It seems that the more places I see and experience, the bigger I realize the world to be. The more I become aware of, the more I realize how relatively little I know of it, how many places I have still to go, how much more there is to learn.
Travel changes you. As you move through this life and this world you change things slightly, you leave marks behind, however small. And in return, life — and travel — leaves marks on you.
The journey is part of the experience — an expression of the seriousness of one’s intent. One doesn’t take the A train to Mecca.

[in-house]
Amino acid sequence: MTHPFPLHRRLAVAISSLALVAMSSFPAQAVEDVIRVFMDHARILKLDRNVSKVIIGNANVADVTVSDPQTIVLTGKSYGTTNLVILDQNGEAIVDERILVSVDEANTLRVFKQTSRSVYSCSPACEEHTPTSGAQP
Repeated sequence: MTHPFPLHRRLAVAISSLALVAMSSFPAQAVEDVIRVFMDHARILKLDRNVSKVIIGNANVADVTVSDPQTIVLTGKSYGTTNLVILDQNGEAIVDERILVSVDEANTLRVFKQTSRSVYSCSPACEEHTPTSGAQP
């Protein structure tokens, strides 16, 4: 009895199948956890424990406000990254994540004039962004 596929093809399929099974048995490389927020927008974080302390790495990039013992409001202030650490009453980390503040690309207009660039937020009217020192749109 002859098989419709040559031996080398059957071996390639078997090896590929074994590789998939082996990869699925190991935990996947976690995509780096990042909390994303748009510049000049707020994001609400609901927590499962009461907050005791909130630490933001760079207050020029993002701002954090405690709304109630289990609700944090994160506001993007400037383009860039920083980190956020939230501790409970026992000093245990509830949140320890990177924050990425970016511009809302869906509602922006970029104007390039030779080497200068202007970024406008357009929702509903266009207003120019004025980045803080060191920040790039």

A few things are going on here. Thing one: hubris. But why dwell on it; who doesn’t when they have the chance? Thing two: nostalgia. When you grew up in a country like this, on the oppressor side of the frontier lines, nostalgia can feel a tad morally problematic. What’s that you miss? The eighties? Oh you liked those, did you? I think part of the recent Rodriguez high around here has been about this condoned nostalgia for an older white generation. Suddenly you can reminisce about which suburb you grew up in, which dances you went to, what music you were listening to, and not really have to mention apartheid. “I grew up in Linden!” “I grew up in Emmarentia!” “We danced at the Lemon Squeezer!” And maybe that’s okay. I’m not intent on having my say on the matter here, one way or the other. Nostalgia is an issue. But not the issue. – Anna Hartford, on attending a Rodriguez concert in Cape TownBACK TO TOP